• Closing an account won’t remove it from your credit report
  • Closed accounts will often remain on a credit report as an indication of credit you have had in the past. This means that closing a credit account won’t remove it

Step 15 — Avoid ‘Credit Repair Companies’

Companies that claim to be able to help you improve your credit do not have some sort of magical ability to improve your credit history or score, neither do they have an influence on lenders or your credit history.

A summary of what you should and shouldn’t be doing

Here’s a summary of good things you can do to improve your credit history; do:

  • Spend time understanding your incomes and outgoings
  • Set a budget so that you can afford repayments
  • Work out what you owe, who you owe it to and interest rates
  • Pay off small balances on credit cards and loans quickly
  • Setup automatic payments to pay minimum balances (and more than the minimum balance if possible)
  • Set up reminders to make repayments if you don’t have an automatic payment in place
  • Pay your bills on time, every month
  • If you miss a payment, get up to date as soon as possible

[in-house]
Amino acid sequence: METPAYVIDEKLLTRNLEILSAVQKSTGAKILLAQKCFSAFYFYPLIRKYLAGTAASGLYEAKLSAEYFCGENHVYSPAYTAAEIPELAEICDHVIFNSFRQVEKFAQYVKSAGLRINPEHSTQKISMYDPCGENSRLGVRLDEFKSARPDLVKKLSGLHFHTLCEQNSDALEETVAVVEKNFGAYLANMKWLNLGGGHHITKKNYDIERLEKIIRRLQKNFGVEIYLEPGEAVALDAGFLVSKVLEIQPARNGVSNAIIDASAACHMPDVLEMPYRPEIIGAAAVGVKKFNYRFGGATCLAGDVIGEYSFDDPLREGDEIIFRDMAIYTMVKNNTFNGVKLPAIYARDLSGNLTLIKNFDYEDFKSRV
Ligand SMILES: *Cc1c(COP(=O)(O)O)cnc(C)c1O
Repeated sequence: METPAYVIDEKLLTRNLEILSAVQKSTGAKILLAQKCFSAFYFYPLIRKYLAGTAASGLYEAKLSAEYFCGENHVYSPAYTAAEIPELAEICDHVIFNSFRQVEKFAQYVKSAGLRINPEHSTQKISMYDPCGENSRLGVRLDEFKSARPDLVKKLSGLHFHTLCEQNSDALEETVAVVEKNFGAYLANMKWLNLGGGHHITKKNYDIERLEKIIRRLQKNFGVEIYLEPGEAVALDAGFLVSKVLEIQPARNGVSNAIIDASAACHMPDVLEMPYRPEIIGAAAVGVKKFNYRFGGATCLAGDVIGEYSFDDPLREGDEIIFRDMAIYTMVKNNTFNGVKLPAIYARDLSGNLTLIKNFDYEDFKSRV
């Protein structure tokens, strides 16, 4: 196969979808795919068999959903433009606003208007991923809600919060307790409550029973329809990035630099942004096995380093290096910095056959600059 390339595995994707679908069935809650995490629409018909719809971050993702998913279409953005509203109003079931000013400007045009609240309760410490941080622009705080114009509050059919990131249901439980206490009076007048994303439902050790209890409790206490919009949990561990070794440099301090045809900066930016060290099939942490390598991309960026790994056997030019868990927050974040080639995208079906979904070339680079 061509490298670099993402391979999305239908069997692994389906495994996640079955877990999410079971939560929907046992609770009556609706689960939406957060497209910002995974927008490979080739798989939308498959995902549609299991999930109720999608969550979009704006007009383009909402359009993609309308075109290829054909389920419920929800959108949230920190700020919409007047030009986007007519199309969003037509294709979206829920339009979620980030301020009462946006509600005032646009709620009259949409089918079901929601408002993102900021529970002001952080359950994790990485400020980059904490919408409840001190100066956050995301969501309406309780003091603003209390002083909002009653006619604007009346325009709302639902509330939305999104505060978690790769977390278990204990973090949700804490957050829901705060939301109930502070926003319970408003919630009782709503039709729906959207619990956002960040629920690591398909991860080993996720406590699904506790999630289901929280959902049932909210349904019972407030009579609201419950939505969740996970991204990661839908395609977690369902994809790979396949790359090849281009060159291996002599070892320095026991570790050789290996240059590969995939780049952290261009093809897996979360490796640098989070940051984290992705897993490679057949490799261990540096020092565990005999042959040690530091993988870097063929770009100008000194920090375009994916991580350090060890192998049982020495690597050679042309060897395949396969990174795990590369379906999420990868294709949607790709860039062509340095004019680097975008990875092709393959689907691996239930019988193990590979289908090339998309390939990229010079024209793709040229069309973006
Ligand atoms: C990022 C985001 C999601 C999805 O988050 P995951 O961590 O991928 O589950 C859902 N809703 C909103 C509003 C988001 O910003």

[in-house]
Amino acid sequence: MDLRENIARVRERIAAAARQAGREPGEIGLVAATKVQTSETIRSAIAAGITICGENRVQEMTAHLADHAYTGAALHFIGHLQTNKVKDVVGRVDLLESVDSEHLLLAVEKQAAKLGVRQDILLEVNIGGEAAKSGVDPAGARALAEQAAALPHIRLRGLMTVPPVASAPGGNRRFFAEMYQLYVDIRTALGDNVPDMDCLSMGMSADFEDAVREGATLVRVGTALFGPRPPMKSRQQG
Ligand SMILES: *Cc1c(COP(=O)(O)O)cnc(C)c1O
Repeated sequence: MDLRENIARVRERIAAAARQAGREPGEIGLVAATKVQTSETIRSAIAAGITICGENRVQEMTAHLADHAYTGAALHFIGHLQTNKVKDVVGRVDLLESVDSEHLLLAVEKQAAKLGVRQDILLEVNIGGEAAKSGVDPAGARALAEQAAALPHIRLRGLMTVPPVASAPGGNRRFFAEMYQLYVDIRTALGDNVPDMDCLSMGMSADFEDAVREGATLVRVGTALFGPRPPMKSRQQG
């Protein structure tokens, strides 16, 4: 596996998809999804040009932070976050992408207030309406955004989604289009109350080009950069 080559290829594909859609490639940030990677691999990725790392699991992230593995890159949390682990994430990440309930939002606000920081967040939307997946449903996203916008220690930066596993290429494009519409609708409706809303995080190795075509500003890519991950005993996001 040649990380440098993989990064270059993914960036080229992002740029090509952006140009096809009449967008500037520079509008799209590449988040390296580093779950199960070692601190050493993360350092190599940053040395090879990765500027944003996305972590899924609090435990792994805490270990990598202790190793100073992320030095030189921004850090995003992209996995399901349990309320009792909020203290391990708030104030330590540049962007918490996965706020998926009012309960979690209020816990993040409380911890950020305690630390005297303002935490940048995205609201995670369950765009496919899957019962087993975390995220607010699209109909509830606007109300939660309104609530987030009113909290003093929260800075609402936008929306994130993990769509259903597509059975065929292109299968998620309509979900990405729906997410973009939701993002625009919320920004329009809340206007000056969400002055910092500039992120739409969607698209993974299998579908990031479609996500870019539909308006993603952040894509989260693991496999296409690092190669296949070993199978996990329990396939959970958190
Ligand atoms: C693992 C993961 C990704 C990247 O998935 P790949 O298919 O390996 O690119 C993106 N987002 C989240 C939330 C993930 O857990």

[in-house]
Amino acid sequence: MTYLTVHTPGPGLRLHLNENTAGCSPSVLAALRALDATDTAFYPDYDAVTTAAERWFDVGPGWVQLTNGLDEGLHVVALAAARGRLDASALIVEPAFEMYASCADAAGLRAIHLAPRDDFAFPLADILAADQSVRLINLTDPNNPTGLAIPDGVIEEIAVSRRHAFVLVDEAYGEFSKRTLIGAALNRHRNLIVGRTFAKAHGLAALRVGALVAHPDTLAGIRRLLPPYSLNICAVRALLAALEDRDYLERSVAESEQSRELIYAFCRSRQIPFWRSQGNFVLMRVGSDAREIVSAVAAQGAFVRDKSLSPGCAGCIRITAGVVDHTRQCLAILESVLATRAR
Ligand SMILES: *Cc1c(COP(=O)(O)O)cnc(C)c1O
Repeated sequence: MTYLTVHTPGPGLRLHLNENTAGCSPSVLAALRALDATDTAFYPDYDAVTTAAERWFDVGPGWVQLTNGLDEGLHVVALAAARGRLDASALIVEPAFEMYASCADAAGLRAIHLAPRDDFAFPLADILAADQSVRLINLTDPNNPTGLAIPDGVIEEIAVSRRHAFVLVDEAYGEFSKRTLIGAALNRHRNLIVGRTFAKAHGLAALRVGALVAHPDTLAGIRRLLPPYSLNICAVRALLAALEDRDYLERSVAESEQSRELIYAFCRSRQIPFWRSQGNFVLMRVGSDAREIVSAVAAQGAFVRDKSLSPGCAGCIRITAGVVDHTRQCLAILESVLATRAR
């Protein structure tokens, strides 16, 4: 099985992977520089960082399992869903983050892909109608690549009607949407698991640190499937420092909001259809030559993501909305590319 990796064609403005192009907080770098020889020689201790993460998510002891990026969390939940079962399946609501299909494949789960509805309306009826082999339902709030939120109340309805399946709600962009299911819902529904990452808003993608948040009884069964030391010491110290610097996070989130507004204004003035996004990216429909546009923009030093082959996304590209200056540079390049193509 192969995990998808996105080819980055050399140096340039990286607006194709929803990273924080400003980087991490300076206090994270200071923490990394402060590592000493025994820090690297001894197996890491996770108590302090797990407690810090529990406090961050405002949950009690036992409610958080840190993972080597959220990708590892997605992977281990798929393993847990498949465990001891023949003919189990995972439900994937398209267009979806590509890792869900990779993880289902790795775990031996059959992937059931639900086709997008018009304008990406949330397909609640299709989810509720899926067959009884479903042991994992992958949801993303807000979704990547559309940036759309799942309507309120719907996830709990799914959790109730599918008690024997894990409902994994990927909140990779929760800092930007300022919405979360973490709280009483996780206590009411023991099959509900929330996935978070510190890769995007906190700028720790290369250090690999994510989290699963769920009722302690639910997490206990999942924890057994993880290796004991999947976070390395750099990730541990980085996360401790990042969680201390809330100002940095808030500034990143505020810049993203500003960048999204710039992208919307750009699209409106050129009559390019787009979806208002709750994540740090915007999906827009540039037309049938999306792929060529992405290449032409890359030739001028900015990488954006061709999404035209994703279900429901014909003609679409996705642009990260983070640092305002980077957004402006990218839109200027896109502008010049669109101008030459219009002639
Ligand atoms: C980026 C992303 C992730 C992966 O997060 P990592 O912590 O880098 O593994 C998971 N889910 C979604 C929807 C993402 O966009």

• Ask your lender if you miss a payment if they would remove it from your credit report
  • Talk to your lenders if you are having problems making payments
  • Reduce what you owe as soon as possible
  • Keep the amount you owe on credit cards to a minimum
  • Miss a repayment
  • Suffer in silence — Speak to your lenders or an ethical debt or credit counselor
  • Go over your credit limit
  • Move debt around
  • Open or close credit, loan or credit card accounts unnecessarily
  • Use credit repair companies

In closing

It’s fine to have credit cards and loans, as long as you’re responsible. If you have a credit card or loan, make your payments and settle the balance in a reasonable amount of time, this will go a long way towards improving your credit card. People with credit cards and loans that they are able to repay are a lower risk for lenders than people with no credit history at all, and this will be reflected in your credit score.